Available nitrate buffers or holds the sulfur bacteria  reducers  off – the oxygen reducing  bacteria  will go to nitrate (oxygen) compounds first for reducing  organic matters, once oxygen is depleted bacteria  that need  oxygen look to oxygen compounds and nitrate is one of them.  Once  nitrate runs out the sulfate bacteria step in and simply put the oxygen dependant bacteria  reducers  now die and the far more damaging  sulfur reducers  now step up to finish the job by accessing  sulfate. The oxygen dependent bacteria populations perish while sulfur reducing bacteria increase.  The Tannin – Sapropel cycle by way of oxygen depletion and sulfur increases has killed more shellfish and finfish than we could ever do and it does it silently and out of view.  Many fishers may observe or see it but until now lacked a name.

Observations of Fishers


Some of the first fishers to report about these The Tannin Sapropel event were eastern brook trout fishers.  As waters warmed (1890s) bad smells emanating from trout brooks raised the first alarm – bells a century ago.  As the climate warmed brook trout suffered a series of habitat extinction events.   Fishery managers grew concerned and soon asked for the US Fish Commission for assistance with trout hatcheries at that time.  They complied and many states built trout hatcheries but with the growing heat brook trout populations continued to decline.  Several researchers now wrote about sewage fungus growing on rotting leaves and the smell of sulfur long before the development of the Saprobien classification system  in 1909.   The sewage fungus we call today sulfur reducing bacteria.  As the years of heat continued the US Fish Commission suggested that Northeastern states introduce more heat tolerant species of Brown and Rainbow trout – which they did in the late 1870s and 1880s.   As the heat continued many New England stream waters often became black and acidic as trout died by the thousands.

The Two Sides of Sapropel – A Public Policy Dilemma for Fishery Managers


Natural Sapropel is a substance that has two sides, one with oxygen it is a marine compost – a neutral to alkaline pH and black surface usually thanks to dissolved iron in seawater.   Blue crabs crawl in it and fish swim over it, fish also hid almost submerged aquatic  vegetation  growing in it and although  not the richest habitat type in regards to biodiversity it frequently has mud snails, an occasional blue mussel, and grazers shrimp and crustaceans such as green crabs.  Thin patches help nourish submerged aquatic vegetation such as eelgrass making it a productive habitat for Blue Crab Megalops.   Although not the best substrate for oysters if mixed with sand it can support dense sets of the soft shell clam called steamers especially after moderate storm events.

Oak leaves contain a hard to digest wax from the leaf itself and gives it a shine. This is what also gives Sapropel its often “greasy” description in the historical fisheries literature.   When oxygen is short (limited) from biological or chemical oxygen demands restricted circulation or very hot water temperatures create low dissolved oxygen levels or when hypoxia occurs Sapropel's other side comes out, the one with a sulfur.  This side is a deadly as any toxic pollutant.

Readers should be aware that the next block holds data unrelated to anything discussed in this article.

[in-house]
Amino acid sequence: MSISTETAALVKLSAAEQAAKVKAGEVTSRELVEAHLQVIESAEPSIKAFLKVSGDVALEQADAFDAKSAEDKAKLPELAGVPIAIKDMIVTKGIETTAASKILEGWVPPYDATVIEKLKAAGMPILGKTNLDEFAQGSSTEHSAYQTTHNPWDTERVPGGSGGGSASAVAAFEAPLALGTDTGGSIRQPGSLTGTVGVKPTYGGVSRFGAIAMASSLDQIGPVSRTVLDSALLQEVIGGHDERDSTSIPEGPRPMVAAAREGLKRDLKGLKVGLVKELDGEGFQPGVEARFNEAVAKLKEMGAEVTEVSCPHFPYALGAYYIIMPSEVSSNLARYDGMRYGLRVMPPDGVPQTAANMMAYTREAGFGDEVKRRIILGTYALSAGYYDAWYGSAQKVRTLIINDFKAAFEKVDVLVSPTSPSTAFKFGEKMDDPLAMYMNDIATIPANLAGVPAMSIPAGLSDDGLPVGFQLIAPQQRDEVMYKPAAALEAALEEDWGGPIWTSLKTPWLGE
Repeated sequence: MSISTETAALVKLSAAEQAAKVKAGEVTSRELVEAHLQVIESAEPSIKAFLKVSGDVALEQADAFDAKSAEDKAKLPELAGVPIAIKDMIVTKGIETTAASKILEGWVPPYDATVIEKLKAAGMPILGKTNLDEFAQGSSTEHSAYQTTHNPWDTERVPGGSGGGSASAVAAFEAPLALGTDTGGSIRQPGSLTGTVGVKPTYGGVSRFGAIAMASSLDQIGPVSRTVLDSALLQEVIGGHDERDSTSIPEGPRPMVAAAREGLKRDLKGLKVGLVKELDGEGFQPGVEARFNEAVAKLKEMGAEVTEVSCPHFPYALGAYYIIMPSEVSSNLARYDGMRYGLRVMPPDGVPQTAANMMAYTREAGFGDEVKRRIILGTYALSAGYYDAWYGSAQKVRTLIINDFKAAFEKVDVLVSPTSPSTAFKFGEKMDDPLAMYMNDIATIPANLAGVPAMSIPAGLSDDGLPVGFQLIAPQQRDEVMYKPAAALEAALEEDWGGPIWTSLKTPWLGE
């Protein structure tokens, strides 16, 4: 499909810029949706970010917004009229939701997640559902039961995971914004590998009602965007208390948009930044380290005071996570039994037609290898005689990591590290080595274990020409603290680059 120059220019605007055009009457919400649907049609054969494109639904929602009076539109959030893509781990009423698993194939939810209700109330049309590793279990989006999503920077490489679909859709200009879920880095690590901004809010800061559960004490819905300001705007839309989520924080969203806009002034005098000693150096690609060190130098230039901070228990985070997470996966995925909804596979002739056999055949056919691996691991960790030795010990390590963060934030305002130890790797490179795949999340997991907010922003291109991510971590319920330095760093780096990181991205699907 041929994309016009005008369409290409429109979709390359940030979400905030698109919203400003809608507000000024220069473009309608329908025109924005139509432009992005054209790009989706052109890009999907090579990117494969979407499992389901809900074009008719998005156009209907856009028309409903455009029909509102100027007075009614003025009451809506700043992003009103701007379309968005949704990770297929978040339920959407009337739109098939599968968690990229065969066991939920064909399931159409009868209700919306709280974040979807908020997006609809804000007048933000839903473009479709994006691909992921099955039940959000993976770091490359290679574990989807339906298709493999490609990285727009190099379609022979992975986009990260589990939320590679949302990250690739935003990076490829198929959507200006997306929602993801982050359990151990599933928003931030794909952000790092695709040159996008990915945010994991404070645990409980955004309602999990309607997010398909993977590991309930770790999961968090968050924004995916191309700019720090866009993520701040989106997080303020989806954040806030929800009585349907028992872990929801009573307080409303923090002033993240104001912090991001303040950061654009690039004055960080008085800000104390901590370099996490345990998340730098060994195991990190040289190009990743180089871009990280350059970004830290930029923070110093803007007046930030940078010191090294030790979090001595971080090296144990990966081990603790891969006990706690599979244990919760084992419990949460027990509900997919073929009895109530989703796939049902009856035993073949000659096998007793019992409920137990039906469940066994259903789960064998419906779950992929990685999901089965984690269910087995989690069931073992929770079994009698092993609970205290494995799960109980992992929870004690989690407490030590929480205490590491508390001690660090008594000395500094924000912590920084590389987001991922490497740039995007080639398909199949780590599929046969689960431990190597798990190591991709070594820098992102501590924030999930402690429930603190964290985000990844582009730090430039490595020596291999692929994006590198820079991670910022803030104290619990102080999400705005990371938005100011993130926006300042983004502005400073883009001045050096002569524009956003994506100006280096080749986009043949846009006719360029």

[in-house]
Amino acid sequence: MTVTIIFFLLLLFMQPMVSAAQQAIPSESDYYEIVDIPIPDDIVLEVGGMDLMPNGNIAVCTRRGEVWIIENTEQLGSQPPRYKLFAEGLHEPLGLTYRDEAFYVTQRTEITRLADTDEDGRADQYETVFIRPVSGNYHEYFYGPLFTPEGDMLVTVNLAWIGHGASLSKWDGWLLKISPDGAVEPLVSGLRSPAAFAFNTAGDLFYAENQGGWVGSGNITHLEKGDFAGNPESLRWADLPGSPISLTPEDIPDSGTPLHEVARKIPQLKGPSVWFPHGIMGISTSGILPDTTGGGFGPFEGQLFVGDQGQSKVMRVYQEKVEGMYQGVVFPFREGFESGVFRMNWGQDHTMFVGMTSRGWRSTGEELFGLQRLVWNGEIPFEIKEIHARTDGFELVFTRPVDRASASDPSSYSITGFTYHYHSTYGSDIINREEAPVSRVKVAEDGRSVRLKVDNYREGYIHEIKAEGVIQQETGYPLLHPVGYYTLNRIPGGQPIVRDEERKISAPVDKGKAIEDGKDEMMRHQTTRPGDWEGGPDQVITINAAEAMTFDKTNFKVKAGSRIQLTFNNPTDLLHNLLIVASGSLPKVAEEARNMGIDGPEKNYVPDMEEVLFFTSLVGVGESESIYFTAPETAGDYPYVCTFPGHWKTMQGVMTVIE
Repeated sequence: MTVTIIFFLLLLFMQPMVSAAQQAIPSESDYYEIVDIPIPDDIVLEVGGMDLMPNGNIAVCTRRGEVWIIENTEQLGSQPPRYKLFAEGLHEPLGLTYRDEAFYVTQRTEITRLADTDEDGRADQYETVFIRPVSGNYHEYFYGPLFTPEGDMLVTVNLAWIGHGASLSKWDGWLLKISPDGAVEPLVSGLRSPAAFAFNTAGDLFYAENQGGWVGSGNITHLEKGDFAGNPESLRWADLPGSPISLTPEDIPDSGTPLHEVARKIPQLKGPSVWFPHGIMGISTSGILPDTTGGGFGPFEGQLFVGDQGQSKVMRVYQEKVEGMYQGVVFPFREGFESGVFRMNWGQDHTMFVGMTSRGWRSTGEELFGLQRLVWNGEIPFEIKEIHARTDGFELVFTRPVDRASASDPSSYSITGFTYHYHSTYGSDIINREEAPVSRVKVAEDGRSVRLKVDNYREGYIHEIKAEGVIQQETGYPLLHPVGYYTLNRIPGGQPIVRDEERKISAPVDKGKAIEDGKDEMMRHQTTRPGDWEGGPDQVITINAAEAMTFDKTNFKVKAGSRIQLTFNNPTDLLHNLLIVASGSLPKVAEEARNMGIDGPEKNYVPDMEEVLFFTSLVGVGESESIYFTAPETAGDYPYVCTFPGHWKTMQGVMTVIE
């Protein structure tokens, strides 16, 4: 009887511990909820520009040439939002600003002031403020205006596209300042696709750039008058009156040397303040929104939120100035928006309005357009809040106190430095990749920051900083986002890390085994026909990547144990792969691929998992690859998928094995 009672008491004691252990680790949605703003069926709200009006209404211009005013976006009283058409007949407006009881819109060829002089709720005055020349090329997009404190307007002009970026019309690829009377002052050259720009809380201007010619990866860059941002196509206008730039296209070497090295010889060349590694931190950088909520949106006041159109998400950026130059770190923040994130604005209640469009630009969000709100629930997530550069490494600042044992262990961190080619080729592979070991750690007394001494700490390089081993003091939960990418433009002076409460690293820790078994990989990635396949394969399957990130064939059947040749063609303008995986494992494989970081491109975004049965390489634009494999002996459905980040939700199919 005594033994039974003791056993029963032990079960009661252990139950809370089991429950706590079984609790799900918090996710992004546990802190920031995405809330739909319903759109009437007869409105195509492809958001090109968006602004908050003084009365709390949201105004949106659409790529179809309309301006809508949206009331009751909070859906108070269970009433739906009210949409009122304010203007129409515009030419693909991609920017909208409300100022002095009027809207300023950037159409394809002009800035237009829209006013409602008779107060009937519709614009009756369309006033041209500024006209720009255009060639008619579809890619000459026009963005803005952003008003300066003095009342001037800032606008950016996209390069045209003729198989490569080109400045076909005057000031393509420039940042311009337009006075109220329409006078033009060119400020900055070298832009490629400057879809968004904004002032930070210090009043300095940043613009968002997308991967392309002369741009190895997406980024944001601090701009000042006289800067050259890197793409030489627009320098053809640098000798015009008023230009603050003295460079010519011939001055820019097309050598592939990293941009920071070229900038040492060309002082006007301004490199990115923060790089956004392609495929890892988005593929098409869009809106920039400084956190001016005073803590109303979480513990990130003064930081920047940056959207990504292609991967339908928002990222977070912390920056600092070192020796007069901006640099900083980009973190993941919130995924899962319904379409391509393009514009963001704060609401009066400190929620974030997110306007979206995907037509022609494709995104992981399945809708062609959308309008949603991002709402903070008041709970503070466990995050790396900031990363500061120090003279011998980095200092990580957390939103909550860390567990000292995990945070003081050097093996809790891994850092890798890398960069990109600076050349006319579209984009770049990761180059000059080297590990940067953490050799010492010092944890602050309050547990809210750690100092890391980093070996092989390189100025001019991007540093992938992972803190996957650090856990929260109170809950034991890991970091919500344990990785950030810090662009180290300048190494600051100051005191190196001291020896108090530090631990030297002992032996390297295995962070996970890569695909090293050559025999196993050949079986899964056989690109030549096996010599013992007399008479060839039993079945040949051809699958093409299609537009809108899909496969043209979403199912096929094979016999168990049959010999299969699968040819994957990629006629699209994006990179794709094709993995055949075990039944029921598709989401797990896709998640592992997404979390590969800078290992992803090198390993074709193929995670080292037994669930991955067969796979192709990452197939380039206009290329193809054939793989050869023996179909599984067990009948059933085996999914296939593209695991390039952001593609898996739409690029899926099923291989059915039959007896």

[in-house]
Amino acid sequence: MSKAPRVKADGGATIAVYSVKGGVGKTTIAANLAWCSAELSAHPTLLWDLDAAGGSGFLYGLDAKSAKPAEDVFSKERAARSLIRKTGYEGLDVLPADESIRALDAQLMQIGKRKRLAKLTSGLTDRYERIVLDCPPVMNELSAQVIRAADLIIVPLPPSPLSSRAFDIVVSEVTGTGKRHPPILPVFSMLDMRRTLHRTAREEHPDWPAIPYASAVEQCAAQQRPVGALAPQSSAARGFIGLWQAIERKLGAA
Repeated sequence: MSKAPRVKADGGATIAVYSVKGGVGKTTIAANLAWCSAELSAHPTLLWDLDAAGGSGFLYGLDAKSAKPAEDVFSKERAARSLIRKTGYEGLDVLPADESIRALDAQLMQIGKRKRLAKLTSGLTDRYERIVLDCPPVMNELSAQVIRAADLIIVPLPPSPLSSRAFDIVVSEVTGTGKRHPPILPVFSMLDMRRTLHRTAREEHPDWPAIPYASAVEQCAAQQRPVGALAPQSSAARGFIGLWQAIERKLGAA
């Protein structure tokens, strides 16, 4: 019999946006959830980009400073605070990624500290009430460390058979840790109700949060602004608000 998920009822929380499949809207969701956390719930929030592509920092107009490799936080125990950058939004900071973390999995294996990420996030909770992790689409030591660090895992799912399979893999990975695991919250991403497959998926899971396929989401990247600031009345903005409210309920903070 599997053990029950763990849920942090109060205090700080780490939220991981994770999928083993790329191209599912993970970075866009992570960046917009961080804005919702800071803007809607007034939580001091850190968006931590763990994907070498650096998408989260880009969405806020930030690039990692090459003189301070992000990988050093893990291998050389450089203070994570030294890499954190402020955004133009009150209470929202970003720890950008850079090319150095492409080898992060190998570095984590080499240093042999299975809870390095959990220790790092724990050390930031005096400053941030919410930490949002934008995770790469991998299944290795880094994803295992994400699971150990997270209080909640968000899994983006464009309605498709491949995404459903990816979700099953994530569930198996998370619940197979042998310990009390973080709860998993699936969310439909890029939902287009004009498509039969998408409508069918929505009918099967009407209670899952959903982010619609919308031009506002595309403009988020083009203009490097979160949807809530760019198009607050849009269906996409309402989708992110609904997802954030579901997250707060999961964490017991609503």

Sapropel Can Transition Habitat Value


What does Sapropel consist of and why is it important?   In the marine environment adjacent to shore in quiet coves, bays and lagoons it is detrial remains  (mostly leaves) that collect and overtime decompose simply put they rot.  Other than some species of shrimp terrestrial organic matter in seawater is “different” often “tough to digest” and without oxygen warms and bacteria conduct the “reduction process” over much longer periods; it reduces organic matter back to molecules created by the plant tissue.  In simple terms bacteria slowly “eat it,” and in the process release chemical compounds, in the presence of oxygen – nitrates, amino acids (weak acidity) and long chain carbon molecules that are hard to digest – leaving them for other processes.   These hard to digest molecules include waxes – belonging to a hydrocarbon classification called paraffin.

When oxygen is very short (limiting) a different process comes into view – sulfur reducing  bacteria  that utilize sulfate – not nitrate and in the process produce sulfides of iron not oxides.  In this sulfuring reducing pathway comes a powerful toxin called hydrogen sulfide (10 times more toxic than cyanide) H2S which is very  deadly to marine organisms and enclosed air spaces even to us.  This is that rotten egg smell in hot temperatures that often just precedes a large fish kill most often reported in the fisheries literature.   As the process continues sulfide levels can increase especially as Sapropel deepens – the paraffin (waxes) form a film (it gives Sapropel its shine and its greasy feel) and seals off the oxygen from sulfate organic matter.   The waxes clog the circulation in the Sapropel itself overtime increasing sulfide levels that kills eelgrass.  Beyond tidal turbulence or restricted circulation Sapropel forms (Sapro organic matter pelos meaning putrefaction Greek language roots) and becomes sulfur rich – it smells.  The older and deeper it gets the more toxic without oxygen it becomes.  Now comes the worse part disturb the Sapropel